Morning Commentary: Old School Companies Face New Realities

Foreign Exchange - Morning Commentary

Old School Companies Face New Realities

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David Atkinson
David Atkinson
Foreign Exchange Sales Manager
The U.S. dollar is the sideline story for at least today as global equities are center stage.  The Shanghai composite is down 2.26 percent in its overnight session after its energy drink from government support wore off after a 4+ percent gain on Monday.  That set the tone for 2-3 percent losses from other Asian equity markets; European equities lost around 1 percent and U.S. equities opened down over 1.5 percent, with the DJIA off over 400 points at the open.
We have been talking about how the U.S. earnings season will tell a global story.  Two bellwether companies that released earnings today get us going on that.  Caterpillar beat earnings estimates and had its best 3rd quarter ever, but shares are down 7.7 percent.  The company noted increasing concerns over cost and notified deals of price increases from 1 to 4 percent worldwide starting in January.  The company's statement noted that "material costs were higher primarily due to increases in steel prices and tariffs."
Another company of note, 3M cut its annual forecast as its 3rd quarter sales fell and costs are on the rise.  3M already warned of higher raw material costs but surprised investors by revealing that it expects foreign exchange rates to be a drag on earnings.  As recently as last month, the company said FX would have no effect and earlier in the year expected FX to be a 10 cent benefit to earnings.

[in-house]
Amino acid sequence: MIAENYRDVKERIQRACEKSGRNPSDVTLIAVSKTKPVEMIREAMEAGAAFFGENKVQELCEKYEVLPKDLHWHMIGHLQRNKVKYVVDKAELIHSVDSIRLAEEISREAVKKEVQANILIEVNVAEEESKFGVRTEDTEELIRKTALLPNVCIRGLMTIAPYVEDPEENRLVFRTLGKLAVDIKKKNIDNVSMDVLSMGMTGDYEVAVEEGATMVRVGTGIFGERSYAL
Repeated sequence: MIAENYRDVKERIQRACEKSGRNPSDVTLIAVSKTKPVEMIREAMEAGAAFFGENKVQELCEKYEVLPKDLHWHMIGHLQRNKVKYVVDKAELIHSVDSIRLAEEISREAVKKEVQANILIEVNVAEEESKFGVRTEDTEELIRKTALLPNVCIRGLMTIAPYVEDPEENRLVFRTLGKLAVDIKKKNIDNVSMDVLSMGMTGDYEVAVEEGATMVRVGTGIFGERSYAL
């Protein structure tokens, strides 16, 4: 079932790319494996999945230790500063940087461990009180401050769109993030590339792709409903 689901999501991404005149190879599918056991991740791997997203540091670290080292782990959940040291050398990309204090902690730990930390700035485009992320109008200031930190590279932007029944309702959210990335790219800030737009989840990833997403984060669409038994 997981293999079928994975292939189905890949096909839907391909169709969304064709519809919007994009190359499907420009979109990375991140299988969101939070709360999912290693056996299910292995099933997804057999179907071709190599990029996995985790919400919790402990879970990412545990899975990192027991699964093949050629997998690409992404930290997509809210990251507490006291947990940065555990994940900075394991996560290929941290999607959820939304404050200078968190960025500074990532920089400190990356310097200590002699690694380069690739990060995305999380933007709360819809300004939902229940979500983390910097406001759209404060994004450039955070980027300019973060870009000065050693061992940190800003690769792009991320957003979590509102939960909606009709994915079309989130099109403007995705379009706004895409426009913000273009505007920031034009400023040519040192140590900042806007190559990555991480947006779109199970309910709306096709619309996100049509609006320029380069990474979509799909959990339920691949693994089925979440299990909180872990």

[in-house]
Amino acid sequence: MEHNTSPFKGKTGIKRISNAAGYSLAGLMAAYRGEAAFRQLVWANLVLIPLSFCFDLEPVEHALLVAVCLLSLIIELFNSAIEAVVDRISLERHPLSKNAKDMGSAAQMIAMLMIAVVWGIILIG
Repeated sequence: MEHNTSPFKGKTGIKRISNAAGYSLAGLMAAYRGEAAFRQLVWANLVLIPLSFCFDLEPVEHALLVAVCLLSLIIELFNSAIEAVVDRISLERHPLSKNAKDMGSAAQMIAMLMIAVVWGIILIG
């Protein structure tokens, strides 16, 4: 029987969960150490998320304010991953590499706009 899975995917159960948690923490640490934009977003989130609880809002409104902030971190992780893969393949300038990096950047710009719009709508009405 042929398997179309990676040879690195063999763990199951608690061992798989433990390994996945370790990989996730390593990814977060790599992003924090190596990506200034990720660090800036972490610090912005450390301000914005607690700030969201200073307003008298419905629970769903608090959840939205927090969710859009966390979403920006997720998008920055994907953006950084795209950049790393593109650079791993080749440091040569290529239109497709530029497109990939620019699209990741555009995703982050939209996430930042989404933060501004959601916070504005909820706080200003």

The point of the stories above and equity markets as a whole is getting a clear-eyed view of how FX and trade skirmishes are affecting companies and which ones are able to distinguish themselves as being able to work through it.
  • Italian officials took a softer tone on their fiscal plans, promising the EU that it will take steps to prevent a breach of the limit of -2.4% of GDP.  Nevertheless, it is still not there and the EU has told Italy to resubmit its budget plans.  Italy has three weeks to do so and if it is seen breaking EU budget rules, it could be subject to penalties of up to 0.2% of GDP.  This is one of those inevitable conflicts that will eventually end up with concrete numbers telling the final story.  How Italy balances its obligations between the EU and the voters it promised to take care of will be akin to a good magic act. 
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